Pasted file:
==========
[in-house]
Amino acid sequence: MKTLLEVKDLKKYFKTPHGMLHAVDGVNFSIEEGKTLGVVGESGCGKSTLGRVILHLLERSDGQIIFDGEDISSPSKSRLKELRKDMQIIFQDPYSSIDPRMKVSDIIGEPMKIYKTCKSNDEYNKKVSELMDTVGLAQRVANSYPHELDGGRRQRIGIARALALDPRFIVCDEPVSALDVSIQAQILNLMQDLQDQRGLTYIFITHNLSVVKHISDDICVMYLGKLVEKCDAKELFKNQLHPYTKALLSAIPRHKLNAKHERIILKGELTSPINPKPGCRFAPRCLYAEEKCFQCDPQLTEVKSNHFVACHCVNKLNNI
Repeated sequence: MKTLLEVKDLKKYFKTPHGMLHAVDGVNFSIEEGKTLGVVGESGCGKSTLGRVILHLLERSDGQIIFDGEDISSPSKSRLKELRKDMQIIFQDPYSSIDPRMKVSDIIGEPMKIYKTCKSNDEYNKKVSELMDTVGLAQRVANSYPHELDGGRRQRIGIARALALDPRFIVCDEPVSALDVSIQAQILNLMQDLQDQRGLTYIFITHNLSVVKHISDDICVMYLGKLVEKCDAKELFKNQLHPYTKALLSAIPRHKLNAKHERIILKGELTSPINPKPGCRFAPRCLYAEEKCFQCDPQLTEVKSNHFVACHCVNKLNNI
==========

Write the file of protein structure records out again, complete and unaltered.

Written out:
[in-house]
Amino acid sequence: MKTLLEVKDLKKYFKTPHGMLHAVDGVNFSIEEGKTLGVVGESGCGKSTLGRVILHLLERSDGQIIFDGEDISSPSKSRLKELRKDMQIIFQDPYSSIDPRMKVSDIIGEPMKIYKTCKSNDEYNKKVSELMDTVGLAQRVANSYPHELDGGRRQRIGIARALALDPRFIVCDEPVSALDVSIQAQILNLMQDLQDQRGLTYIFITHNLSVVKHISDDICVMYLGKLVEKCDAKELFKNQLHPYTKALLSAIPRHKLNAKHERIILKGELTSPINPKPGCRFAPRCLYAEEKCFQCDPQLTEVKSNHFVACHCVNKLNNI
Repeated sequence: MKTLLEVKDLKKYFKTPHGMLHAVDGVNFSIEEGKTLGVVGESGCGKSTLGRVILHLLERSDGQIIFDGEDISSPSKSRLKELRKDMQIIFQDPYSSIDPRMKVSDIIGEPMKIYKTCKSNDEYNKKVSELMDTVGLAQRVANSYPHELDGGRRQRIGIARALALDPRFIVCDEPVSALDVSIQAQILNLMQDLQDQRGLTYIFITHNLSVVKHISDDICVMYLGKLVEKCDAKELFKNQLHPYTKALLSAIPRHKLNAKHERIILKGELTSPINPKPGCRFAPRCLYAEEKCFQCDPQLTEVKSNHFVACHCVNKLNNI